From "The Life Journey" by John Rowe Townsend (Innocence & Experience):

''The life journey is a hero's journey. Although we may not feel very heroic, we are all embarked on the heroic quest, to live lives that have meaning for ourselves and others. We are on our individual Odysseys, our personal roads of trials. We have had our adventures, and we shall have more, but we shall come to Ithaka at last.''

True joyPhotos above: Howard, Victoria, and Tilly on the South West Coast Path and Watcombe Beach, south Devon, on a misty day.

Creativity and play

Tor Bay 1

"Creative people are curious, flexible, persistent, and independent with a tremendous spirit of adventure and a love of play." - Henri Matisse (Matisse on Art)

"The capacity to relax and play renews the spirit and makes it possible for us to come to the work of writing clearer, ready for the journey."  - Bell Hooks (Remembered Rapture: The Writer at Work)

Tor Bay 3

Tor Bay 2

"To enter into play is to enter into uncertainty. It involves letting go, and it involves the risk that in your looseness, in your un-self-conscious spontaneity, you may say or do something strange, something that someone could shame you for. Therein lies the risk, and therein lies our poetry."

- Matthew Burgess ("Serious Play: Odes to the Everyday," Poetry Foundation)

Tor Bay 5

"A master in the art of living draws no sharp distinction between his work and his play; his labor and his leisure; his mind and his body; his education and his recreation. He hardly knows which is which. He simply pursues his vision of excellence through whatever he is doing, and leaves others to determine whether he is working or playing. To himself, he always appears to be doing both."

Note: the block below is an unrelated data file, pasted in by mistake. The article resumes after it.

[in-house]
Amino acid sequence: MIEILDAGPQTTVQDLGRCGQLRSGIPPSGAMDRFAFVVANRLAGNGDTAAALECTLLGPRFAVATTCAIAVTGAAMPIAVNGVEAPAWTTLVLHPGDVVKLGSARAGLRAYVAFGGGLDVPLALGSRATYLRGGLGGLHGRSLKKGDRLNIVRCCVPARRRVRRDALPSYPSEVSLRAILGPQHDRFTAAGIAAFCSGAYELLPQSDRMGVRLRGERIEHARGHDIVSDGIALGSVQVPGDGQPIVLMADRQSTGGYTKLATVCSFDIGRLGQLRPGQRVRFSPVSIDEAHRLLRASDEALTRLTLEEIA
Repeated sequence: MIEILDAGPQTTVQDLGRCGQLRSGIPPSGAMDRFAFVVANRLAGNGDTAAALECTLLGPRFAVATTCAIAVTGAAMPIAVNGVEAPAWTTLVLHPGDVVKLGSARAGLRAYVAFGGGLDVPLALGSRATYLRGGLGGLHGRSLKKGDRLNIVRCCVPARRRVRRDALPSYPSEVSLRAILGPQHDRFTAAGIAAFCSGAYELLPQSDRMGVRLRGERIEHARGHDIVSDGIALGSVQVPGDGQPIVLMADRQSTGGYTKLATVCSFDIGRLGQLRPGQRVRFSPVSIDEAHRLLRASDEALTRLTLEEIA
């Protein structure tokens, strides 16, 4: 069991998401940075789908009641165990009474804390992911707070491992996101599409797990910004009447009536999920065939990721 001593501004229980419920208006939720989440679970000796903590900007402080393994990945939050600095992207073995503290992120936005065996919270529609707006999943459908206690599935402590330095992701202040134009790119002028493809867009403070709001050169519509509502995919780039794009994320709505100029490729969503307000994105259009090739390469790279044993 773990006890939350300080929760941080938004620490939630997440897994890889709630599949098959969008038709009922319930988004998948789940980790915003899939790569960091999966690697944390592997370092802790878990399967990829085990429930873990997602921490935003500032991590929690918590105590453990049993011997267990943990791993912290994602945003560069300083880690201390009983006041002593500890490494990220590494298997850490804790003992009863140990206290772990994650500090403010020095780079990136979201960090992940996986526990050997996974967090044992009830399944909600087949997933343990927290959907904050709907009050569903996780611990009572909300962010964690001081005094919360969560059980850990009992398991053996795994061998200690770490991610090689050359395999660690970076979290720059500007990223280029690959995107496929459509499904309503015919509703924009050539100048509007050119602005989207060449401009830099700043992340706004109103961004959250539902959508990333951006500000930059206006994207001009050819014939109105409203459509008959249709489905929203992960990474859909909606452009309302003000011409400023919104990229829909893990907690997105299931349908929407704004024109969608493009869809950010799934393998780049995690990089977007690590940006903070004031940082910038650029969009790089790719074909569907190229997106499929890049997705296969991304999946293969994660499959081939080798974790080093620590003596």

- L.P. Jacks (Education Through Recreation)

Tor Bay 4

"A child who does not play is not a child, but the man who does not play has lost forever the child who lived within him and who he will miss terribly."  - Pablo Neruda (I Confess I Have Lived)

Tor Bay 6

Tor Bay 8

"So, like a forgotten fire, a childhood can always flare up again within us."   - Gaston Bachelard (The Poetics of Reverie)

Tor Bay 10

"I believe that half the trouble in the world comes from people asking 'What have I achieved?' rather than 'What have I enjoyed?' I've been writing about a subject I love as long as I can remember -- horses and the people associated with them, anyplace, anywhere, anytime. I couldn't be happier knowing that young people are reading my books. But even more important to me is that I've enjoyed so much the writing of them."   - Walter Farley (author of The Black Stallion)

Tor Bay 9

"We don’t stop playing because we grow old; we grow old because we stop playing.” -  Karl Groos (The Play of Animals)

Tor Bay 11

Photographs above: Howard, Victoria, Tilly and I on a dog-friendly beach near Paignton, south Devon, last week.
The L.P. Jacks quote above is often misattributed to François Auguste René Chateaubriand, and the Karl Goos quote to George Bernard Shaw.

Tempering the spirit

Neptune's Horses by Walter Crane

From Holy the Firm by Annie Dillard:

Goddess of the Sea by Arthur Rachkam"Every day is a god, each day is a god, and holiness holds forth in time. I worship each god, I praise each day splintered down and wrapped in time like a husk, a husk of many colors spreading, a dawn fast over the mountains split....

"I open my eyes. The god lifts from the water. His head fills the bay. He is Puget Sound, the Pacific; his breast rises from pastures ; his fingers are firs; islands slide wet down his shoulders. Islands slip blue from his shoulders and glide over the water, the empty, lighted water like a stage.